Witnessing Witnessing: On the Reception of Holocaust Survivor Testimony

Witnessing Witnessing: On the Reception of Holocaust Survivor Testimony

Witnessing Witnessing: On the Reception of Holocaust Survivor Testimony

Witnessing Witnessing: On the Reception of Holocaust Survivor Testimony

Synopsis

Witnessing Witnessing focuses critical attention on those who receive the testimony of Holocaust survivors. Questioning the notion that traumatic experience is intrinsically unspeakable and that the Holocaust thus lies in a quasi-sacred realm beyond history, the book asks whether much current theory does not have the effect of silencing the voices of real historical victims. It thereby challenges widely accepted theoretical views about the representation of trauma in general and the Holocaust in particular as set forth by Giorgio Agamben, Cathy Caruth, Berel Lang, and Dori Laub. It also reconsiders, in the work of Theodor Adorno and Emmanuel Levinas, reflections on ethics and aesthetics after Auschwitz as these pertain to the reception of testimony. Referring at length to videotaped testimony and to texts by Charlotte Delbo, Primo Levi, and Jorge Semprun, the book aims to make these voices heard. In doing so, it clarifies the problems that anyone receiving testimony may encounter and emphasizes the degree to which listening to survivors depends on listening to ourselves and to one another. Witnessing Witnessing seeks to show how, in the situation of address in which Holocaust survivors call upon us, we discover our own tacit assumptions about the nature of community and the very manner in which we practice it.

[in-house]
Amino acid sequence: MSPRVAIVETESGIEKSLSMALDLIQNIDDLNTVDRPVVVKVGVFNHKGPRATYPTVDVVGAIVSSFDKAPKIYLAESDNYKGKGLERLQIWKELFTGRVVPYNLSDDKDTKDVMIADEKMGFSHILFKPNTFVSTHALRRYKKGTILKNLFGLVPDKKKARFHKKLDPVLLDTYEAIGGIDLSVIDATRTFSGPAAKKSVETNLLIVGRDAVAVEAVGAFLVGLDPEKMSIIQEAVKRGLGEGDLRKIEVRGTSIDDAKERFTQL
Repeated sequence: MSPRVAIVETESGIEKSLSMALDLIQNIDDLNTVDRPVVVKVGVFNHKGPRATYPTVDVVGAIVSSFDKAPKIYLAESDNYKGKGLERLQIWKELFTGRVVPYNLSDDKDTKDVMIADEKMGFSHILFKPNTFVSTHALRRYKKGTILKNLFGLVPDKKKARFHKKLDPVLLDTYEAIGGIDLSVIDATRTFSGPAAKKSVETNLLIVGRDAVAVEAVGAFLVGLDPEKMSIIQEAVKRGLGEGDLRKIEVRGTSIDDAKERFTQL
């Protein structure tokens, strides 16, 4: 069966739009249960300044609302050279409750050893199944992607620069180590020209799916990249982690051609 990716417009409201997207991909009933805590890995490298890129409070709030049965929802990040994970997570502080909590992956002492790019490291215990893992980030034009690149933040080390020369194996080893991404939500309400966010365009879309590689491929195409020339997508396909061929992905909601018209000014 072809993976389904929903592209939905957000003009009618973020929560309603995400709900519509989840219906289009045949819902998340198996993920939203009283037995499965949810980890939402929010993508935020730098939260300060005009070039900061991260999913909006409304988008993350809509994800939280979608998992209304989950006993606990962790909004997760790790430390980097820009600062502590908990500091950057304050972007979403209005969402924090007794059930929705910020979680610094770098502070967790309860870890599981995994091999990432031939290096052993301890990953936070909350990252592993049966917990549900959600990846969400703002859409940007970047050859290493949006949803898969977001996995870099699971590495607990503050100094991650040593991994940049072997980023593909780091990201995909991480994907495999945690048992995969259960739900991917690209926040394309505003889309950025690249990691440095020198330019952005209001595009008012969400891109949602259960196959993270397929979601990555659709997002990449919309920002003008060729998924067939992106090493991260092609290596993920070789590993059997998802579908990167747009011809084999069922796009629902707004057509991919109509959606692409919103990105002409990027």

Excerpt

I am inclined to think that no one undertakes the study of trauma unless compelled to do so for personal reasons. At least, I find this a much more plausible motive than mere career advancement, despite the memory of a well-meaning scholar who once remarked to me that I had selected “a good topic.” But really, why would you choose to spend years of your life listening and reading and thinking and talking and writing about something so emotionally and psychologically difficult, so fraught with social, political, and moral conflict, so draining and dispiriting to live with—unless you could not do otherwise?

My own apprenticeship in listening to survivors of trauma began more than twenty years ago, when I was suddenly summoned to an ambulance and found, so badly beaten she was unrecognizable, my wife, Susan Brison. Only later did I learn that she had been sexually assaulted and left for dead at the bottom of a ravine. In the ambulance, there was not much Susan could say, since her trachea had been fractured when the assailant had tried to strangle her and she was now breathing through an oxygen mask. Still, she managed to whisper “I’ll be okay,” offering a reprieve to my pounding heart and the glimmer of a hope that she might not die. Besides, you can also listen to a gaze or the squeeze of a hand.

During the many hours and days, the weeks and months and years that followed, my education inevitably expanded to include listening to Susan’s other listeners: medical personnel, police officers, lawyers, crisis counselors, couples therapists, family members, friends and acquaintances, colleagues, a judge and jury; people of different races and nationalities, of both sexes and all ages. At the same time, I learned that I could not study or write about . . .

Search by... Author
Show... All Results Primary Sources Peer-reviewed

Oops!

An unknown error has occurred. Please click the button below to reload the page. If the problem persists, please try again in a little while.